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G.I. Joe, It Turns Out, Had More Than One Father

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https://www.nytimes.com/2017/05/22/business/origin-of-gi-joe-toy-in-dispute.html?emc=edit_th_20170523&nl=todaysheadlines&nlid=25913738&_r=0

G.I. Joe almost certainly had two fathers.

One was Stan Weston, whose obituary in The New York Times, published online on May 11, gave him sole credit as the creative force behind the military action figure. Obituaries in other prominent publications described Mr. Weston, who was a licensing agent, in the same way.

But further reporting shows that another man, a toy inventor named Lawrence Reiner, played a significant role as Mr. Weston’s lesser-known partner in the venture, although the exact nature of his involvement is difficult to establish.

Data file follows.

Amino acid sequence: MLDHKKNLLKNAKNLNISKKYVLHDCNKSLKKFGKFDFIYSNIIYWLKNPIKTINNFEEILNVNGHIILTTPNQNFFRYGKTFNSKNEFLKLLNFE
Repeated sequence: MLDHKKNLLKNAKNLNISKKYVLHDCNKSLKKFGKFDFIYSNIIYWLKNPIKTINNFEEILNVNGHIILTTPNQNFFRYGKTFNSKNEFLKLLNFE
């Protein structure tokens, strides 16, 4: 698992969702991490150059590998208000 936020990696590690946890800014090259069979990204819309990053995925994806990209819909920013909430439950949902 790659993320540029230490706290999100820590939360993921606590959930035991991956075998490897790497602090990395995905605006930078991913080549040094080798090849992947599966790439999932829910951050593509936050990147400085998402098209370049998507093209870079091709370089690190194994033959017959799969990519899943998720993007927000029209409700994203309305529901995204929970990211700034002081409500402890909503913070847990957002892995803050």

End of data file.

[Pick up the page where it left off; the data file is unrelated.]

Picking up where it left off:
Mr. Weston’s obituary prompted Mr. Reiner’s daughter Jodi to come forward to assert her father’s role.

It is fair to say that Mr. Reiner contributed, at the least, the idea to have G.I. Joe’s arms and legs articulate, or move. “My father always gave Reiner credit for the articulation idea and never claimed otherwise,” Mr. Weston’s son Steve said by email. “He was compensated at a commensurate rate consistent with that.”

Mr. Weston got a 65 percent stake in the venture and Mr. Reiner 35 percent, according to an unsigned document provided by the Reiner family.

“My father got $35,000, and he bought a house,” Ms. Reiner said in an interview.

Steve Weston said his father’s majority share in the venture suggested his greater role. “The owner and creator gets the lion’s share,” he said. “Quite simply, the idea was my father’s.”

Mr. Reiner’s family says it was his.

 

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Two creators, perhaps.

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